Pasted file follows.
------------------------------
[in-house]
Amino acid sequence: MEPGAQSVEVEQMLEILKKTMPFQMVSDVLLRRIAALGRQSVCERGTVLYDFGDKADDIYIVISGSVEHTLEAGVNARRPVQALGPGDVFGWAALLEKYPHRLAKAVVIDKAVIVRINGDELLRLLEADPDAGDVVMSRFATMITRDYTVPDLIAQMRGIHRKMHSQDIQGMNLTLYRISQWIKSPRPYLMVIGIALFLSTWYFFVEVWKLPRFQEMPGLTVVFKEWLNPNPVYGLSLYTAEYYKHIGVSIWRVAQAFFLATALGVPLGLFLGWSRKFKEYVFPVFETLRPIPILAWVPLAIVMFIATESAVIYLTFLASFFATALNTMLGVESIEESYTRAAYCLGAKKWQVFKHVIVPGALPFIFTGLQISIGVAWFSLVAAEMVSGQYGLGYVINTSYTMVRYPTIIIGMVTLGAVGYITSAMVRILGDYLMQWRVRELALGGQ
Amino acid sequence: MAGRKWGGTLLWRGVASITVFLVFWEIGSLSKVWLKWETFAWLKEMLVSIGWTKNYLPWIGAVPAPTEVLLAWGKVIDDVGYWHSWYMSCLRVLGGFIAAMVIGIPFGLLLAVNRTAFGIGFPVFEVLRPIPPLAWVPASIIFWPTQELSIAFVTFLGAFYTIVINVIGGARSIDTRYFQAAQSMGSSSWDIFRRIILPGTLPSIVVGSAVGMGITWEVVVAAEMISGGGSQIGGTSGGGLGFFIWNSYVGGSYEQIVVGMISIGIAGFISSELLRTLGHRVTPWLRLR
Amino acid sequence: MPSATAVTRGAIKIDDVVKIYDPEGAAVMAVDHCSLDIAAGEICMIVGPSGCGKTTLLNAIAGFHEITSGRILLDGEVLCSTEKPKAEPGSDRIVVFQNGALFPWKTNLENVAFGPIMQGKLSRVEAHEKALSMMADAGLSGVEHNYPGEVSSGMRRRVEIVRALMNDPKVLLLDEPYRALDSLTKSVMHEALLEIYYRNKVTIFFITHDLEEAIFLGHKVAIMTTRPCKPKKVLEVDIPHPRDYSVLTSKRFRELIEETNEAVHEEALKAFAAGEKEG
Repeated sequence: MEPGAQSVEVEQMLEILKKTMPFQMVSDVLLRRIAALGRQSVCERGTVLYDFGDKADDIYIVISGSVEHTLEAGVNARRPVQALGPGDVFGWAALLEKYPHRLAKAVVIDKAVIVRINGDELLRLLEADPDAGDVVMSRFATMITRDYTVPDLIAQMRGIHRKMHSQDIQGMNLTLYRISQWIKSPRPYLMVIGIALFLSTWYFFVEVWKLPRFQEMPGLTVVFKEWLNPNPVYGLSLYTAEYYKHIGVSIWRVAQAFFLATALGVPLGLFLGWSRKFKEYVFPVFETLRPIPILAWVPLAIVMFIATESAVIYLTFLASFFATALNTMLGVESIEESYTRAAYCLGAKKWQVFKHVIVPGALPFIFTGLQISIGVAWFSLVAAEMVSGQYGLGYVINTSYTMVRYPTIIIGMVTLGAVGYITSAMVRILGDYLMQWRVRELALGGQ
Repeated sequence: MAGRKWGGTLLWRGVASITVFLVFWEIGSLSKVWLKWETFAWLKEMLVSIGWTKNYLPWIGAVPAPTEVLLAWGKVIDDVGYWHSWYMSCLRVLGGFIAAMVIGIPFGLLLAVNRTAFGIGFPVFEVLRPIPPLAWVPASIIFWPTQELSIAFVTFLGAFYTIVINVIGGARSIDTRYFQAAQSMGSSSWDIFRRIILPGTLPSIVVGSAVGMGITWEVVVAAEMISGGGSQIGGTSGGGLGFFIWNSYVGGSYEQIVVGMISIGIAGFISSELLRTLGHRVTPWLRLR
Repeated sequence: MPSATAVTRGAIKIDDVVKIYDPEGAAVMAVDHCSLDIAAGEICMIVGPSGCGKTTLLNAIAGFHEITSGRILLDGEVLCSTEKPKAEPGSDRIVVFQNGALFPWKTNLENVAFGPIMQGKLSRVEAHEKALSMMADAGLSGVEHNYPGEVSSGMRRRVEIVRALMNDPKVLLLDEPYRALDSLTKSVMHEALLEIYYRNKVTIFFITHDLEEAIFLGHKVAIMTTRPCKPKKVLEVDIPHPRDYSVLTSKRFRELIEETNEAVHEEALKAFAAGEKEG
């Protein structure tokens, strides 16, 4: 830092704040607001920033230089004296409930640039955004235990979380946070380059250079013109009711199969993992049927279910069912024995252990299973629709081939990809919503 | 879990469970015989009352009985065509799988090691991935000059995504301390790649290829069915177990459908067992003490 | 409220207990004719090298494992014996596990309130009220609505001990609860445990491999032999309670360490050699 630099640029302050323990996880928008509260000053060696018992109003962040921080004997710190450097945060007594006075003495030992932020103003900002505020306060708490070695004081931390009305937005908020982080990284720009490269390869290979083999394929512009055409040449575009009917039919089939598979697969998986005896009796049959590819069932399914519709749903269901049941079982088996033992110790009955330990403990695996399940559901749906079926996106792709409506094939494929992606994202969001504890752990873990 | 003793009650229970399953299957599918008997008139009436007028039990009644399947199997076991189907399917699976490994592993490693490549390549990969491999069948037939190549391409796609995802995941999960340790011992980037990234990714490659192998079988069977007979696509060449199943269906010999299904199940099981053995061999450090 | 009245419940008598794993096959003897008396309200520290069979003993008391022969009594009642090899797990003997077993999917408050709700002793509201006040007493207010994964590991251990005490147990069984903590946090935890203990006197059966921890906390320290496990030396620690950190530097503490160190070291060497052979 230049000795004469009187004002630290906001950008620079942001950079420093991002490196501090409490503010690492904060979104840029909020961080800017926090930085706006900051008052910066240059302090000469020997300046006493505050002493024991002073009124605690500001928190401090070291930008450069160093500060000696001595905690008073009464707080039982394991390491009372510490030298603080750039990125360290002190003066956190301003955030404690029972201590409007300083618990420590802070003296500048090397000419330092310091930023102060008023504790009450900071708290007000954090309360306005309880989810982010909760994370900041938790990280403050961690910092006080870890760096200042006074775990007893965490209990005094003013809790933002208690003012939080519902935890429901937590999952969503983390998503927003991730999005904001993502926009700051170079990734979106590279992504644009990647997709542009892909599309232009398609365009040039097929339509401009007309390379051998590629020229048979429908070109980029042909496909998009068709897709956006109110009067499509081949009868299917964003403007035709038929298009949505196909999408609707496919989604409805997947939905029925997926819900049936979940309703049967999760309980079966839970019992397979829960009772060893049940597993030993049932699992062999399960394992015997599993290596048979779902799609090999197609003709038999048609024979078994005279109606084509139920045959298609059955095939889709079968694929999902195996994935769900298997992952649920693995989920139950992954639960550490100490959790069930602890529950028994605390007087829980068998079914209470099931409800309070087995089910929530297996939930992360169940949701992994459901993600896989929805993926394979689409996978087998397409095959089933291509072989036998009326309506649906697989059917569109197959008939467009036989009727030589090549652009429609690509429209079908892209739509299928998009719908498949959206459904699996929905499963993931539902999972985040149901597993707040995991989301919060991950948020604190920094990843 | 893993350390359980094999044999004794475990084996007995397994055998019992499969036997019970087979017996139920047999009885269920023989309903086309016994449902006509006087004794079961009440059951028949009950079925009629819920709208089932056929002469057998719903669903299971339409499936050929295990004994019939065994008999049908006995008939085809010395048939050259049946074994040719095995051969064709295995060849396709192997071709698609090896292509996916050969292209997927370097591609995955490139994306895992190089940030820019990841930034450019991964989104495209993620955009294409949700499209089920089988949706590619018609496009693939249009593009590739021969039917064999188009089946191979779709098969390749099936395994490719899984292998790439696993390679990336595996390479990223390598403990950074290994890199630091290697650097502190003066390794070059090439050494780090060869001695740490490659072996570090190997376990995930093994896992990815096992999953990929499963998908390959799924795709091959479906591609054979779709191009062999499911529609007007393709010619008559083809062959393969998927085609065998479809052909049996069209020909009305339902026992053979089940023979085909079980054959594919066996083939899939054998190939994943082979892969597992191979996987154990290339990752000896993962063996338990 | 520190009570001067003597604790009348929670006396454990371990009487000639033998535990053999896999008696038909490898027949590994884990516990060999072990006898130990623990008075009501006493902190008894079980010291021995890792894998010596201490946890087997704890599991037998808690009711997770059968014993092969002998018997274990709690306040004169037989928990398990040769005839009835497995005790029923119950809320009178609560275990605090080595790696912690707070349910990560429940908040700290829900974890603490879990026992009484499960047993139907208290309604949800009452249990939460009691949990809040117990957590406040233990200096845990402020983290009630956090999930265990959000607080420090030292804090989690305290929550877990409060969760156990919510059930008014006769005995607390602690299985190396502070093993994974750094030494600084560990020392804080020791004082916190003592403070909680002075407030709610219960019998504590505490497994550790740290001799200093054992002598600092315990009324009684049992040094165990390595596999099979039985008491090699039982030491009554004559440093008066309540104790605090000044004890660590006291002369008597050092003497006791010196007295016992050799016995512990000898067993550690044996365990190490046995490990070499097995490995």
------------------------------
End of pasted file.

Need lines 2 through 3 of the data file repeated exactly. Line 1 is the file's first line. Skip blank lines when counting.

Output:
Amino acid sequence: MEPGAQSVEVEQMLEILKKTMPFQMVSDVLLRRIAALGRQSVCERGTVLYDFGDKADDIYIVISGSVEHTLEAGVNARRPVQALGPGDVFGWAALLEKYPHRLAKAVVIDKAVIVRINGDELLRLLEADPDAGDVVMSRFATMITRDYTVPDLIAQMRGIHRKMHSQDIQGMNLTLYRISQWIKSPRPYLMVIGIALFLSTWYFFVEVWKLPRFQEMPGLTVVFKEWLNPNPVYGLSLYTAEYYKHIGVSIWRVAQAFFLATALGVPLGLFLGWSRKFKEYVFPVFETLRPIPILAWVPLAIVMFIATESAVIYLTFLASFFATALNTMLGVESIEESYTRAAYCLGAKKWQVFKHVIVPGALPFIFTGLQISIGVAWFSLVAAEMVSGQYGLGYVINTSYTMVRYPTIIIGMVTLGAVGYITSAMVRILGDYLMQWRVRELALGGQ
Amino acid sequence: MAGRKWGGTLLWRGVASITVFLVFWEIGSLSKVWLKWETFAWLKEMLVSIGWTKNYLPWIGAVPAPTEVLLAWGKVIDDVGYWHSWYMSCLRVLGGFIAAMVIGIPFGLLLAVNRTAFGIGFPVFEVLRPIPPLAWVPASIIFWPTQELSIAFVTFLGAFYTIVINVIGGARSIDTRYFQAAQSMGSSSWDIFRRIILPGTLPSIVVGSAVGMGITWEVVVAAEMISGGGSQIGGTSGGGLGFFIWNSYVGGSYEQIVVGMISIGIAGFISSELLRTLGHRVTPWLRLR